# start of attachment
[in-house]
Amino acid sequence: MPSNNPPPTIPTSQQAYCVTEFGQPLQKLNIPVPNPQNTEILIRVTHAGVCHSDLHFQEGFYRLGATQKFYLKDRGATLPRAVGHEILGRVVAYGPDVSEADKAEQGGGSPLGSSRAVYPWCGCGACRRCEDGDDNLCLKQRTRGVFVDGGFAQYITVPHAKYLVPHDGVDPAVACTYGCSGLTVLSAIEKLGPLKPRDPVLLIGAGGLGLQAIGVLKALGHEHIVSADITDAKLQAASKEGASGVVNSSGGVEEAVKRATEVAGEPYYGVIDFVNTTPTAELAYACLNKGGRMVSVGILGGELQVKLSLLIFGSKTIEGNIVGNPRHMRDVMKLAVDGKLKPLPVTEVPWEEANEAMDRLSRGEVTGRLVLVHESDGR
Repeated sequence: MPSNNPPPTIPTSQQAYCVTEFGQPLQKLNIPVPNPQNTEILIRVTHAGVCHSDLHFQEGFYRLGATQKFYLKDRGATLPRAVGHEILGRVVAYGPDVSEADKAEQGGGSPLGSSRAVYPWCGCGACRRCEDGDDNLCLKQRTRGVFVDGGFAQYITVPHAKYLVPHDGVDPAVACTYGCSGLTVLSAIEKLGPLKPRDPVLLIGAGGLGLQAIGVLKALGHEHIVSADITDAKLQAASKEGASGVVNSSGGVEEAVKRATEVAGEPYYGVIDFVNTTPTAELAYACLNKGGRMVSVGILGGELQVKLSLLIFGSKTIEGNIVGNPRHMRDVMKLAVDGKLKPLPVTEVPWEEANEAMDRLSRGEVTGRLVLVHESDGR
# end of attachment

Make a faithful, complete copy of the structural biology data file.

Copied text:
[in-house]
Amino acid sequence: MPSNNPPPTIPTSQQAYCVTEFGQPLQKLNIPVPNPQNTEILIRVTHAGVCHSDLHFQEGFYRLGATQKFYLKDRGATLPRAVGHEILGRVVAYGPDVSEADKAEQGGGSPLGSSRAVYPWCGCGACRRCEDGDDNLCLKQRTRGVFVDGGFAQYITVPHAKYLVPHDGVDPAVACTYGCSGLTVLSAIEKLGPLKPRDPVLLIGAGGLGLQAIGVLKALGHEHIVSADITDAKLQAASKEGASGVVNSSGGVEEAVKRATEVAGEPYYGVIDFVNTTPTAELAYACLNKGGRMVSVGILGGELQVKLSLLIFGSKTIEGNIVGNPRHMRDVMKLAVDGKLKPLPVTEVPWEEANEAMDRLSRGEVTGRLVLVHESDGR
Repeated sequence: MPSNNPPPTIPTSQQAYCVTEFGQPLQKLNIPVPNPQNTEILIRVTHAGVCHSDLHFQEGFYRLGATQKFYLKDRGATLPRAVGHEILGRVVAYGPDVSEADKAEQGGGSPLGSSRAVYPWCGCGACRRCEDGDDNLCLKQRTRGVFVDGGFAQYITVPHAKYLVPHDGVDPAVACTYGCSGLTVLSAIEKLGPLKPRDPVLLIGAGGLGLQAIGVLKALGHEHIVSADITDAKLQAASKEGASGVVNSSGGVEEAVKRATEVAGEPYYGVIDFVNTTPTAELAYACLNKGGRMVSVGILGGELQVKLSLLIFGSKTIEGNIVGNPRHMRDVMKLAVDGKLKPLPVTEVPWEEANEAMDRLSRGEVTGRLVLVHESDGR